Another example embodiment of the present invention may be found in a forced-air furnace that includes a heat exchanger having an upstream port and a downstream port, a burner that is configured to provide combustion products to the heat exchanger, and a gas valve that is configured to provide fuel to the burner. The gas valve may include a first pressure port and a second pressure port.

The forced-air furnace also includes the pneumatic signal conditioning device described above. The first inlet of the pneumatic signal conditioning device may be in fluid communication with the upstream port of the heat exchanger, the second inlet of the pneumatic signal conditioning device may be in fluid communication with the downstream port of the heat exchanger, the first outlet of the pneumatic signal conditioning device may be in fluid communication with the first pressure port of the gas valve and the second outlet of the pneumatic signal conditioning device may be in fluid communication with the second pressure port of the gas valve. In some instances, the upstream port may be located proximate the burner. The furnace may also include a collector box that is positioned proximate the downstream port of the heat exchanger.

Another example embodiment of the present invention may be found in a furnace that includes a burner manifold, a collector box and a heat exchanger. The heat exchanger may include an inlet that is in fluid communication with the burner manifold and an outlet that may be in fluid communication with the collector box. The furnace also includes a gas valve that is configured to provide fuel to the burner manifold in response to a signal that represents a pressure drop between the burner and the collector box.

The furnace may include structure or apparatus that is configured to condition the signal. For example, the structure or apparatus that is configured to condition the signal may be adapted to dampen transient pressure spikes. In some instances, the furnace further includes a blower that is adapted to blow air across the exterior of the heat exchanger.

Another example embodiment of the present invention may be found in a negative pressure conditioning device that is designed for use with a forced air furnace that includes a gas valve, a burner manifold and a collector box. The negative pressure conditioning device may include a first gas valve port and a second gas valve port that are adapted to be in fluid communication with the gas valve. A first conditioning orifice is disposed within the first gas valve port. A second conditioning orifice is disposed within the second gas valve port.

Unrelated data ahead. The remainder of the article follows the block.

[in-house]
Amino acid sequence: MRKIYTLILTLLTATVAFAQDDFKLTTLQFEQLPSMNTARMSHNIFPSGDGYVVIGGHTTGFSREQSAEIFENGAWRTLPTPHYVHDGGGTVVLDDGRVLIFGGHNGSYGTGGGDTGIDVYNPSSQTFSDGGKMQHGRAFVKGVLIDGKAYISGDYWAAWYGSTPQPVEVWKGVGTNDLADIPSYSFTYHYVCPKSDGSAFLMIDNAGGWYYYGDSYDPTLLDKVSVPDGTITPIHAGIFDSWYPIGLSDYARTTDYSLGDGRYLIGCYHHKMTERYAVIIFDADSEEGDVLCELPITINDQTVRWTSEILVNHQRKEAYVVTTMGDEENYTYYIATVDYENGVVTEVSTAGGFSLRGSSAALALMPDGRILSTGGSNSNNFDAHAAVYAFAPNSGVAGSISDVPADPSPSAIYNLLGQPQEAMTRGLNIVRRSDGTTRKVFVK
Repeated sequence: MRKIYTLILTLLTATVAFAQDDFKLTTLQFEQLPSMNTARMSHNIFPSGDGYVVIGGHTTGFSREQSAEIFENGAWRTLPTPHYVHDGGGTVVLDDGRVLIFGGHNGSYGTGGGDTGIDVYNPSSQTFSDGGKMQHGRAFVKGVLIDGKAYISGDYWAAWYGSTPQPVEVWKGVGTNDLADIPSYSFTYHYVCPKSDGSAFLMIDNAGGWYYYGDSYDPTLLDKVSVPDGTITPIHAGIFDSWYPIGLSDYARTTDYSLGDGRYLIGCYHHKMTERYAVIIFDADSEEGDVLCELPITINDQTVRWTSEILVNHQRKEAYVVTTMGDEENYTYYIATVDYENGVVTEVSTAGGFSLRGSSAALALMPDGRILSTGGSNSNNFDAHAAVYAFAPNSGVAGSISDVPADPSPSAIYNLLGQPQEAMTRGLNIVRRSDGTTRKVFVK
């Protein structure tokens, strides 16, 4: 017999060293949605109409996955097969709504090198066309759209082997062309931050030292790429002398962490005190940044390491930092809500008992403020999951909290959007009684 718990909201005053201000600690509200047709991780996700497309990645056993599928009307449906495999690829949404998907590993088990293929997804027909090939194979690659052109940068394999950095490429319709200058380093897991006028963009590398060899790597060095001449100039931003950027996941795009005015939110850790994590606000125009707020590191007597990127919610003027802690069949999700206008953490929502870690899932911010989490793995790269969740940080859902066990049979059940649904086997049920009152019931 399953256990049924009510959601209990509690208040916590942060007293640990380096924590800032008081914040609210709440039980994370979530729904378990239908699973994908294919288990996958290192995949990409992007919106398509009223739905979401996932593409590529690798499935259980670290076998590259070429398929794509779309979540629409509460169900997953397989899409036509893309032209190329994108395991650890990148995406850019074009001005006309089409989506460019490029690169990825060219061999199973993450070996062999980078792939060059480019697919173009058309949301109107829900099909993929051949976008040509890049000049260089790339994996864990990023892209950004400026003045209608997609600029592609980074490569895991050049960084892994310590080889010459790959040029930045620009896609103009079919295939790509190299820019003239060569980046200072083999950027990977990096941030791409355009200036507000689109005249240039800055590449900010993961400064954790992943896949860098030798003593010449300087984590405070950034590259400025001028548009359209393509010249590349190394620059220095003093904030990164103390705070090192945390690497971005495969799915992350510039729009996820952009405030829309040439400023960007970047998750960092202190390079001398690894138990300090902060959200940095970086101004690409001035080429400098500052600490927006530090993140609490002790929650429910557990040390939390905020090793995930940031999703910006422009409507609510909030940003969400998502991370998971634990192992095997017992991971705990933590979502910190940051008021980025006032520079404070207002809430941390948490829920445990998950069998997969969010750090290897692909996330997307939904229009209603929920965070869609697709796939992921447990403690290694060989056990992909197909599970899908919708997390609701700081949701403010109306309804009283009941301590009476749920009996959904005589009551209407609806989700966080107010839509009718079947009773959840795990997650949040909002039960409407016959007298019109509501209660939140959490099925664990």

The negative conditioning device may include a burner manifold port that is adapted to be in fluid communication with the burner manifold as well as a collector box port that is adapted to be in fluid communication with the collector box. A burner manifold conditioning orifice may be disposed within the burner manifold port. A collector box conditioning orifice may be disposed within the collector box port.

Another example embodiment of the present invention may be found in a method of controlling a forced-air furnace that includes a burner, a collector box and a gas valve that controls gas flow to the burner. A first pressure at the burner may be monitored. A second pressure at the collector box may be monitored. A conditioned signal may be provided that represents a difference between the first pressure and the second pressure. The operation of the gas valve may be affected by the conditioned signal. In some instances, the conditioned signal may be a pneumatic signal in which transient spikes are damped.